Home News Local News Dogwoods to make best showing in first weekend of Palestine festival

Dogwoods to make best showing in first weekend of Palestine festival

A dogwood blooms near the picnic area at Davey Dogwood Park, located at 900 N. Link St. in Palestine. Photo by Cheril Vernon / Messenger.


Messenger Copy Editor

PALESTINE – For those who love the beauty of the dogwood flower, there’s some good news and bad news.

The good news is that the dogwoods are blooming across the East Texas area, especially in Palestine. For those who enjoy viewing the dogwoods, Davey Dogwood Park in Palestine has more than 200 acres filled with hundreds of dogwood trees.

“We’re mostly in full bloom,” Anderson County Agricultural Extension Agent Truman Lamb told the Messenger recently.

The bad news is that the dogwood are blooming a little earlier than normal.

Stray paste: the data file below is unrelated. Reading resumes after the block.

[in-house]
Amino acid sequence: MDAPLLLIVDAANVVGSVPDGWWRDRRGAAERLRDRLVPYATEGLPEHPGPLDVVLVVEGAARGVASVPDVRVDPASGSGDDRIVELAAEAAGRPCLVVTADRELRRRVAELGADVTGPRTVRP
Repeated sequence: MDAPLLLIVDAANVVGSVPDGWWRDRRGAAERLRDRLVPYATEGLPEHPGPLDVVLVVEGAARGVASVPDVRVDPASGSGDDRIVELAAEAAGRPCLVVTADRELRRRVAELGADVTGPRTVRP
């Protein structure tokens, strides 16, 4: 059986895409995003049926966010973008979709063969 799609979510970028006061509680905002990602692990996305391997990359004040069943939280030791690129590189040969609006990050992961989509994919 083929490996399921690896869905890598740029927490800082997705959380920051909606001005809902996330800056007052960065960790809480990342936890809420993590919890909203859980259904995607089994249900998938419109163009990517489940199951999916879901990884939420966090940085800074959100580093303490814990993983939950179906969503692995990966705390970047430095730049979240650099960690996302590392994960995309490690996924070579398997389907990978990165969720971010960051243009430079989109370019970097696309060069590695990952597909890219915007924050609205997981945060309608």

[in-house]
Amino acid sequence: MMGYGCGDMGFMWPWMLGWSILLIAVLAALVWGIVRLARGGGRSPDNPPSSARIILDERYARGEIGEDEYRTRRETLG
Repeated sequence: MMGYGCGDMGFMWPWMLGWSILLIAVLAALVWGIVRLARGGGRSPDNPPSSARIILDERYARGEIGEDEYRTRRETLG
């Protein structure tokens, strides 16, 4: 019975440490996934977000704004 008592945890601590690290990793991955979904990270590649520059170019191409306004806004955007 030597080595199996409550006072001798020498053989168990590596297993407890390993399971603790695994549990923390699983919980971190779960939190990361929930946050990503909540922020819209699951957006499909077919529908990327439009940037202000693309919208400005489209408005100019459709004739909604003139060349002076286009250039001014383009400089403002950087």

“It’s all dependent on the weather. If we get cooler temperatures that will help. But if we bust back into hot temperatures, it’s certainly going to push the blooms and they will not stay,” Lamb advised.

Because the dogwoods are blooming early, it’s possible that the dogwoods may not still be in bloom for all three weekends of Palestine’s 79th Annual Dogwood Trails Festival set for March 24-26, March 31-April 2 and April 7-9.

“I believe that we will be good through the first weekend, but after that I just don’t know,” Lamb said.

Certain weather conditions can either help or hurt the dogwoods.

“It all depends on the cooler weather. We’ve got the moisture to keep them around, but the hotter weather will make them disappear,” Lamb said. “If we get a high wind, it will blow a lot of the blooms off.”

The warmer weather is actually helping those growing fruit for local wineries.

“They are doing fantastic. But in the event that we have a killing frost at this point, it’s going to get everything,” Lamb said. “It’s going to take our peaches, pears, plums and grapes and burn all of those buds.”


The 254-acre Davey Dogwood Park is located at 900 N. Link St. in Palestine.

For more information about dogwoods or other agricultural matters, call the Anderson County Extension Office at 903-723-3735.